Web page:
Senate Democrats opposed amendment affirming only women can have babies

"Across 5,500 years of human history, so far, every single pregnancy has been a biological female," Rubio pointed out on the Senate floor.

Sen. Marco Rubio of Florida (Gage Skidmore/Flickr)

(LifeSiteNews) — Last weekend, all Senate Democrats voted against an amendment from Sen. Marco Rubio which affirmed that only women can have babies.

Rubio’s amendment proposed to limit maternal and infant health funding to “biological females.” It also would have returned the “Inflation Reduction Act” legislation to committee, a massive tax-and-spending bill that replaces the failed “Build Back Better” legislation.

“The only people who are capable of being pregnant are biological females,” Sen. Rubio said on the Senate floor. “And therefore I think federal pregnancy programs should be limited to biological females.” The term “biological females” is used to differentiate from the illogical “transgender female” which refers to a gender-confused man who pretends to be a woman.

“Across 5,500 years of human history, so far, every single pregnancy has been a biological female,” Rubio said.

In response, Washington Democrat Sen. Patty Murray called the amendment “outrageous” and “urged a ‘no’ vote.”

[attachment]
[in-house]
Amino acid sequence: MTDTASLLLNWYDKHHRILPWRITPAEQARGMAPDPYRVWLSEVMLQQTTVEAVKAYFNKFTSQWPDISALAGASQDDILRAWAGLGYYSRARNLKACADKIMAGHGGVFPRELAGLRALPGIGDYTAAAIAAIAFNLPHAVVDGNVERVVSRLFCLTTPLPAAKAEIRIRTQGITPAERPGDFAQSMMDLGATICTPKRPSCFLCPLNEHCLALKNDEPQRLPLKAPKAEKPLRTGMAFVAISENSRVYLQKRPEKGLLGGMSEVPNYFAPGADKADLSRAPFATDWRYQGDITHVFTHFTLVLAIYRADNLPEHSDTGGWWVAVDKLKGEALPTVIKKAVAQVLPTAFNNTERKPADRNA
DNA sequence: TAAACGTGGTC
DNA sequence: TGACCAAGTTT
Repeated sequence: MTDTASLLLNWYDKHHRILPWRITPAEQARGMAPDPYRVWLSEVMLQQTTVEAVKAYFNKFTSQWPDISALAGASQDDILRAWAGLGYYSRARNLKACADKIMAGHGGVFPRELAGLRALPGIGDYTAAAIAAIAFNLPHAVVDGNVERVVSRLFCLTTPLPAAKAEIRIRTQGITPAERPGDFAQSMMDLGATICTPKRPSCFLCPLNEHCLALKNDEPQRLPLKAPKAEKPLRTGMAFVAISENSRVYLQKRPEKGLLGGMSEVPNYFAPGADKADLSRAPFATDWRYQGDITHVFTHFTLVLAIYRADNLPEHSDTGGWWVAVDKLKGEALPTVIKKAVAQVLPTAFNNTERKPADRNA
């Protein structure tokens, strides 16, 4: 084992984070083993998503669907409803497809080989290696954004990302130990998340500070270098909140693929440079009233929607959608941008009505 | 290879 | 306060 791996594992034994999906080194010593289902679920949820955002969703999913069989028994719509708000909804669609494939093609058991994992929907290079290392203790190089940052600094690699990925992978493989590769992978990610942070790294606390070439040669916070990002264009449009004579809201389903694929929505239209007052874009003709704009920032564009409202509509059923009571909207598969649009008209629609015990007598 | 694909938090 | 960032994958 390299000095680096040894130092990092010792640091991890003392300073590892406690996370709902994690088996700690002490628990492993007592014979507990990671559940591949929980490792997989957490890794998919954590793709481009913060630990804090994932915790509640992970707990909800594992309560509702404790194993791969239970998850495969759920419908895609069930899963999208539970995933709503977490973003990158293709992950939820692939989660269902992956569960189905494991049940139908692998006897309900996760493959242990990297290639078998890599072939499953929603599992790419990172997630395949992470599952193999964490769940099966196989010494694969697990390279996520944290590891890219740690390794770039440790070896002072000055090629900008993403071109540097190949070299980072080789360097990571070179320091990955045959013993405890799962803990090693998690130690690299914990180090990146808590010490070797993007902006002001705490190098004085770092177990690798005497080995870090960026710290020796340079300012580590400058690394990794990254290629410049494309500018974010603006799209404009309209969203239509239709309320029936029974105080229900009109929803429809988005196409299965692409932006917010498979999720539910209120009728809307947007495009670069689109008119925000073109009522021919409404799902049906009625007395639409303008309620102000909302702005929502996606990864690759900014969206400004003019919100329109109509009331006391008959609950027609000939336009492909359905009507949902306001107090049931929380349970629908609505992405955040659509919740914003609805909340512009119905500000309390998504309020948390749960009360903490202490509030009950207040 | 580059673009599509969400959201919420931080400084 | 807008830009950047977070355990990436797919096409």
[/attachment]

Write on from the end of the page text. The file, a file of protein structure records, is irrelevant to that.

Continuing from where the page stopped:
All Democrats, including centrist Joe Manchin of West Virginia voted against Rubio’s amendment. All Republicans, including pro-abortion Sens. Susan Collins of Maine and Lisa Murkowski of Alaska supported his proposal.

Rubio criticized the Inflation Reduction Act legislation early Sunday morning as voting continued. “The Democrat plan is basically a smaller ‘Build Back Better’ that still spends billions on the Green New Deal, will make inflation worse and adds thousands of new IRS agents to harass people,” Rubio warned on Twitter.

The bill passed 51-50 with the help of Vice President Kamala Harris. It then passed the House on Friday.


Matt Lamb

Matt has previously worked at Students for Life of America, Students for Life Action and Turning Point USA. While in college, he wrote for The College Fix as well as his college newspaper, The Loyola Phoenix. He holds a B.A. from Loyola University-Chicago and an M.A. from the University of Nebraska-Omaha. He lives in northwest Indiana with his family.